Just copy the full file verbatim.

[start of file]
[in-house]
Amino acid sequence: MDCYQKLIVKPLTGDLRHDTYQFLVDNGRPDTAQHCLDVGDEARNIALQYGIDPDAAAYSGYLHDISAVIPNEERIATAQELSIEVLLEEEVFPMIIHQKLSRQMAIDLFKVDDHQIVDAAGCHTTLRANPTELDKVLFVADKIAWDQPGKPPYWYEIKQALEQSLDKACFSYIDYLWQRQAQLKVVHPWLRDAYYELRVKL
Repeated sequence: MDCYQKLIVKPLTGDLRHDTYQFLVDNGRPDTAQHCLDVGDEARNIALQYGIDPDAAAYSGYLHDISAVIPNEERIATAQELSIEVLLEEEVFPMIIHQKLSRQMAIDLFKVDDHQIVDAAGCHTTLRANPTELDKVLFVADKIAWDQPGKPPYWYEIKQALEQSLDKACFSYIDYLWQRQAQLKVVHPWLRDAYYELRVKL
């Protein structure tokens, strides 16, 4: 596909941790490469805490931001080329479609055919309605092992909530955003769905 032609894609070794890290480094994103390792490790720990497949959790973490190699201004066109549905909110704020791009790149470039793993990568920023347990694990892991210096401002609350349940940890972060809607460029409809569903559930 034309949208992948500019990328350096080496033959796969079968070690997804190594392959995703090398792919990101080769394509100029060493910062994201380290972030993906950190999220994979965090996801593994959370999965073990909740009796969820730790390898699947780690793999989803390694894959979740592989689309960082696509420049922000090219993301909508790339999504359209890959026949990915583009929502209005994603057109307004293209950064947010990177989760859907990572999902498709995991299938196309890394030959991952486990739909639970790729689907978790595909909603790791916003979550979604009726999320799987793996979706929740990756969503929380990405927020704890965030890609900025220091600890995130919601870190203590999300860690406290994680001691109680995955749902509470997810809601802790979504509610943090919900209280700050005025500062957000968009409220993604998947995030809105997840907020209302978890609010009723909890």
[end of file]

[in-house]
Amino acid sequence: MDCYQKLIVKPLTGDLRHDTYQFLVDNGRPDTAQHCLDVGDEARNIALQYGIDPDAAAYSGYLHDISAVIPNEERIATAQELSIEVLLEEEVFPMIIHQKLSRQMAIDLFKVDDHQIVDAAGCHTTLRANPTELDKVLFVADKIAWDQPGKPPYWYEIKQALEQSLDKACFSYIDYLWQRQAQLKVVHPWLRDAYYELRVKL
Repeated sequence: MDCYQKLIVKPLTGDLRHDTYQFLVDNGRPDTAQHCLDVGDEARNIALQYGIDPDAAAYSGYLHDISAVIPNEERIATAQELSIEVLLEEEVFPMIIHQKLSRQMAIDLFKVDDHQIVDAAGCHTTLRANPTELDKVLFVADKIAWDQPGKPPYWYEIKQALEQSLDKACFSYIDYLWQRQAQLKVVHPWLRDAYYELRVKL
């Protein structure tokens, strides 16, 4: 596909941790490469805490931001080329479609055919309605092992909530955003769905 032609894609070794890290480094994103390792490790720990497949959790973490190699201004066109549905909110704020791009790149470039793993990568920023347990694990892991210096401002609350349940940890972060809607460029409809569903559930 034309949208992948500019990328350096080496033959796969079968070690997804190594392959995703090398792919990101080769394509100029060493910062994201380290972030993906950190999220994979965090996801593994959370999965073990909740009796969820730790390898699947780690793999989803390694894959979740592989689309960082696509420049922000090219993301909508790339999504359209890959026949990915583009929502209005994603057109307004293209950064947010990177989760859907990572999902498709995991299938196309890394030959991952486990739909639970790729689907978790595909909603790791916003979550979604009726999320799987793996979706929740990756969503929380990405927020704890965030890609900025220091600890995130919601870190203590999300860690406290994680001691109680995955749902509470997810809601802790979504509610943090919900209280700050005025500062957000968009409220993604998947995030809105997840907020209302978890609010009723909890």